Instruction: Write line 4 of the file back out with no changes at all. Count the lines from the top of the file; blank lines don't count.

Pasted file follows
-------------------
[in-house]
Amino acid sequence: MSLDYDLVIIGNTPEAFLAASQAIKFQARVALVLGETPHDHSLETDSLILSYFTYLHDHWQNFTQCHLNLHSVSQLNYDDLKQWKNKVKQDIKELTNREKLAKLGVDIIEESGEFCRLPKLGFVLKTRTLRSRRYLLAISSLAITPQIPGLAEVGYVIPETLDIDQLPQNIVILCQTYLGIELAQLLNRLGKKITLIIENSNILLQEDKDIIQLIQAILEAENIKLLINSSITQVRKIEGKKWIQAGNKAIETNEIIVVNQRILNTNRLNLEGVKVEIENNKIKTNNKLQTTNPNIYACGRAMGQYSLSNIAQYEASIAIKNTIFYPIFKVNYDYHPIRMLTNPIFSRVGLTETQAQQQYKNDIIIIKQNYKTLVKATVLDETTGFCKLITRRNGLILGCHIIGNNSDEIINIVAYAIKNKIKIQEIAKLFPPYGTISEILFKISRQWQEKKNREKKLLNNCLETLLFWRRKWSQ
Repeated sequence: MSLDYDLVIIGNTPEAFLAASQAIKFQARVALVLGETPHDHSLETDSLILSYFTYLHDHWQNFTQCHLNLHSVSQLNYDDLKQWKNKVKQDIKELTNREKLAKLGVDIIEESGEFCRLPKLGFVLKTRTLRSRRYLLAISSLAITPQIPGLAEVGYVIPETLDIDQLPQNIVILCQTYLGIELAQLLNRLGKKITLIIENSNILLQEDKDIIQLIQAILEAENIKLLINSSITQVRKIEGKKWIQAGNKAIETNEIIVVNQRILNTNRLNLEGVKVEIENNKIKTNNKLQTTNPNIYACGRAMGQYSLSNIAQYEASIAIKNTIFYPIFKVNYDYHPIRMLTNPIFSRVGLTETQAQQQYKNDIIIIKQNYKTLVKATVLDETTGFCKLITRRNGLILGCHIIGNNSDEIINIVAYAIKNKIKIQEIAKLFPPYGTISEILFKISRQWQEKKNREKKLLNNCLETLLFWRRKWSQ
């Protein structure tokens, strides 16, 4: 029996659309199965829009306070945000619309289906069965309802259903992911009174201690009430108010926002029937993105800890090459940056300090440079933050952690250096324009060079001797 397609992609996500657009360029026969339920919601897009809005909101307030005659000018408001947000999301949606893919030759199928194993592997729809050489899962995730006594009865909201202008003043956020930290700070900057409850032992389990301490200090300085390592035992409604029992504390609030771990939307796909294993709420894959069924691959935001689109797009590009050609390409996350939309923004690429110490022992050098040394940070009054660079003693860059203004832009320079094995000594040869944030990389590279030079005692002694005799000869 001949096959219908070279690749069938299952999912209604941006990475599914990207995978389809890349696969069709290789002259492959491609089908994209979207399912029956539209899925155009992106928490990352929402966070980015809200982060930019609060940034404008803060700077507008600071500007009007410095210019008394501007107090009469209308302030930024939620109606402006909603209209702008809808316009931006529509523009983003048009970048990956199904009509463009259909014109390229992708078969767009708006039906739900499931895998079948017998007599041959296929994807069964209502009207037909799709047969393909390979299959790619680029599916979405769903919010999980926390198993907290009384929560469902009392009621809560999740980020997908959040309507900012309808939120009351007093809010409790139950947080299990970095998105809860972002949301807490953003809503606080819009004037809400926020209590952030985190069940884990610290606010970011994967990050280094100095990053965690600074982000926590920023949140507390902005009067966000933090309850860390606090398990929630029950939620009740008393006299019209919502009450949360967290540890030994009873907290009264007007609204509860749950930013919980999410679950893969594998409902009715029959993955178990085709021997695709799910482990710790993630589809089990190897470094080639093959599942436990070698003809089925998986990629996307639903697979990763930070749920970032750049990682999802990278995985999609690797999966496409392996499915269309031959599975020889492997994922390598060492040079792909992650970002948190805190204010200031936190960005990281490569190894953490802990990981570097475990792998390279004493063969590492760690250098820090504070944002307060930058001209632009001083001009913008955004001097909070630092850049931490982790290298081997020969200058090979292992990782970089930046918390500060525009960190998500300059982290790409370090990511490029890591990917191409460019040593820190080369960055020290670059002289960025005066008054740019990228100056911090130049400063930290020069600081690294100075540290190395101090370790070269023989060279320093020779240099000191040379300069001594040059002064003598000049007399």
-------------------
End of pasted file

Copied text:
């Protein structure tokens, strides 16, 4: 029996659309199965829009306070945000619309289906069965309802259903992911009174201690009430108010926002029937993105800890090459940056300090440079933050952690250096324009060079001797 397609992609996500657009360029026969339920919601897009809005909101307030005659000018408001947000999301949606893919030759199928194993592997729809050489899962995730006594009865909201202008003043956020930290700070900057409850032992389990301490200090300085390592035992409604029992504390609030771990939307796909294993709420894959069924691959935001689109797009590009050609390409996350939309923004690429110490022992050098040394940070009054660079003693860059203004832009320079094995000594040869944030990389590279030079005692002694005799000869 001949096959219908070279690749069938299952999912209604941006990475599914990207995978389809890349696969069709290789002259492959491609089908994209979207399912029956539209899925155009992106928490990352929402966070980015809200982060930019609060940034404008803060700077507008600071500007009007410095210019008394501007107090009469209308302030930024939620109606402006909603209209702008809808316009931006529509523009983003048009970048990956199904009509463009259909014109390229992708078969767009708006039906739900499931895998079948017998007599041959296929994807069964209502009207037909799709047969393909390979299959790619680029599916979405769903919010999980926390198993907290009384929560469902009392009621809560999740980020997908959040309507900012309808939120009351007093809010409790139950947080299990970095998105809860972002949301807490953003809503606080819009004037809400926020209590952030985190069940884990610290606010970011994967990050280094100095990053965690600074982000926590920023949140507390902005009067966000933090309850860390606090398990929630029950939620009740008393006299019209919502009450949360967290540890030994009873907290009264007007609204509860749950930013919980999410679950893969594998409902009715029959993955178990085709021997695709799910482990710790993630589809089990190897470094080639093959599942436990070698003809089925998986990629996307639903697979990763930070749920970032750049990682999802990278995985999609690797999966496409392996499915269309031959599975020889492997994922390598060492040079792909992650970002948190805190204010200031936190960005990281490569190894953490802990990981570097475990792998390279004493063969590492760690250098820090504070944002307060930058001209632009001083001009913008955004001097909070630092850049931490982790290298081997020969200058090979292992990782970089930046918390500060525009960190998500300059982290790409370090990511490029890591990917191409460019040593820190080369960055020290670059002289960025005066008054740019990228100056911090130049400063930290020069600081690294100075540290190395101090370790070269023989060279320093020779240099000191040379300069001594040059002064003598000049007399």